The UK fintech space could be getting a bit more crowded with an ever-growing number of challengers attempting to disrupt the UK banking and financial sectors. Most recently, US powerhouse JP Morgan entered the British High Street with its banking and financial services app - Chase. It’s been the first international expansion of JP Morgan’s consumer bank brand in its 222-year history. There are no bank branches, just an app that customers will simply download.

It doesn’t sound like anything new, the UK has an array of fintech ‘challengers’ that have successfully entered the banking services market: Monzo, Starling, Revolut, Wise. None of which have had a physical presence on the high street and according to Which? - banks and building societies have closed (or scheduled the closure) of 4,299 branches since January 2015, at a rate of around 50 per month.

Britain has a very well-banked market, so trying to put the dent into the dominant position of the ‘big four’ banks - Lloyds, HSBC, Barclays and taxpayer-backed NatWest - on top of the already flourishing fintechs, could prove to be a struggle in gaining a market share. With so little room to compete in the UK, Chase is touting 5% interest to customers – by some distance ‘the highest rate available on the market today.’ There is, of course, a ‘catch’. That rate will only apply to ‘small change round-ups’ – when the amount deducted from a debit card purchase is rounded up to the nearest pound.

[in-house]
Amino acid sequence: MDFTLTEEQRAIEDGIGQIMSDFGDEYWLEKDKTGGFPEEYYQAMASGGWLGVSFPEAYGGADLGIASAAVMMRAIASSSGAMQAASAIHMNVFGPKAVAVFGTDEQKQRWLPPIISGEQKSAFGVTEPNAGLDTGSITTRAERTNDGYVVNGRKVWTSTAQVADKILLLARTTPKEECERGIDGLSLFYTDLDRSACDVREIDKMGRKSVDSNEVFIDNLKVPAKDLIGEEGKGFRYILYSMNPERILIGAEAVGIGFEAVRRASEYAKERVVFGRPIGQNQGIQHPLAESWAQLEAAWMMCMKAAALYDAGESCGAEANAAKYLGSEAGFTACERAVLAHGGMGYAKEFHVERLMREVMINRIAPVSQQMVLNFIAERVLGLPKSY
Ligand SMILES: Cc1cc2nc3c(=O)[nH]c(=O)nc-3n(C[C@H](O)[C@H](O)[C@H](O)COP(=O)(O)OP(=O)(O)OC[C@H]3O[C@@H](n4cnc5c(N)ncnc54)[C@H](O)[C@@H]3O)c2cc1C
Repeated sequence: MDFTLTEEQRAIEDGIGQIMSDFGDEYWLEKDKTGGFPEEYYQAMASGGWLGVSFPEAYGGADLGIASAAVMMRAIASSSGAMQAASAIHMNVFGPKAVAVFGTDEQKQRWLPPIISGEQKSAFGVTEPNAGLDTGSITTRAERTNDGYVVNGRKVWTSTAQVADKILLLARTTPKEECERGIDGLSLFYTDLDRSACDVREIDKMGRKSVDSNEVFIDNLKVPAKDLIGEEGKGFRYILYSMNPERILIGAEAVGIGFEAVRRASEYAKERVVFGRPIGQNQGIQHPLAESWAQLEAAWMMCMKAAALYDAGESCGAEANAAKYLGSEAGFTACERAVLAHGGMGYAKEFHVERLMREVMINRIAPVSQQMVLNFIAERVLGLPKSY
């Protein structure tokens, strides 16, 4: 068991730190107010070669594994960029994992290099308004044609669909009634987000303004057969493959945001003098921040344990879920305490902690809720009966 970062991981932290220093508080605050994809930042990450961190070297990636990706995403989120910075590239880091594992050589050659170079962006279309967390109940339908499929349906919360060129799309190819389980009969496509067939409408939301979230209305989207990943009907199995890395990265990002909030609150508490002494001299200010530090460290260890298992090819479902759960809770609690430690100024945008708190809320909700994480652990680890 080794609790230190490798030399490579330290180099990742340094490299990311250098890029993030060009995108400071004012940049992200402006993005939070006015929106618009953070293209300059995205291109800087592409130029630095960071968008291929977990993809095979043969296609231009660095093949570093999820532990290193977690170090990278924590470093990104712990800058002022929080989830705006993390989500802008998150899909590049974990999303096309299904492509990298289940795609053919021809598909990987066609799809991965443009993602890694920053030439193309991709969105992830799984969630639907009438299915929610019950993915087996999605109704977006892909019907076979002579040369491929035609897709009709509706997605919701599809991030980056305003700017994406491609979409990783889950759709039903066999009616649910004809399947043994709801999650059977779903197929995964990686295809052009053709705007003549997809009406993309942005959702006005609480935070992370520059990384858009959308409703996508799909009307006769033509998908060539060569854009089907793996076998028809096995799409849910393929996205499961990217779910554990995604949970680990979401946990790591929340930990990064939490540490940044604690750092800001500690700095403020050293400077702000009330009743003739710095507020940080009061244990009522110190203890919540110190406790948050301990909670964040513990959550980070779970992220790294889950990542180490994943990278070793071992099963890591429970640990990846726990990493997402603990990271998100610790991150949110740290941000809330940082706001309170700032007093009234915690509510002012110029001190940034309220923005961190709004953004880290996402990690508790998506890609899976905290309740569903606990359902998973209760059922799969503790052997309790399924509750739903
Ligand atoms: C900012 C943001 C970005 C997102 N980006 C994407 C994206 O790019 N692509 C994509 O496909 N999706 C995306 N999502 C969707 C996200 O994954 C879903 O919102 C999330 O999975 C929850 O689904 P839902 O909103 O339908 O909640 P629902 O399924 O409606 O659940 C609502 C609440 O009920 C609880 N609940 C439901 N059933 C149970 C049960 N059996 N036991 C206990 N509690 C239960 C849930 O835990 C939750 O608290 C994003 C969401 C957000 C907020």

To add to the overcrowding, Jamie Dimon, chief executive of JP Morgan has said, his biggest rival will not be the fintech of Britain, but could come from Silicon Valley and big tech companies such as Amazon and Apple. Amazon is already embedded in many aspects of financial services — even if it is not formally regulated by the Bank of England, which grants banking licences to firms that hold deposits for customers.

There might still be room for growth in fintech as EY found that 51 per cent of Gen Z and 49 per cent of Millennials named a fintech as their most-trusted financial brand — not a good sign for the branch-heavy big four. However, it is a good sign for the online-only banks and financial platforms, including Chase, that there is still room left for growth in the UK fintech industry.

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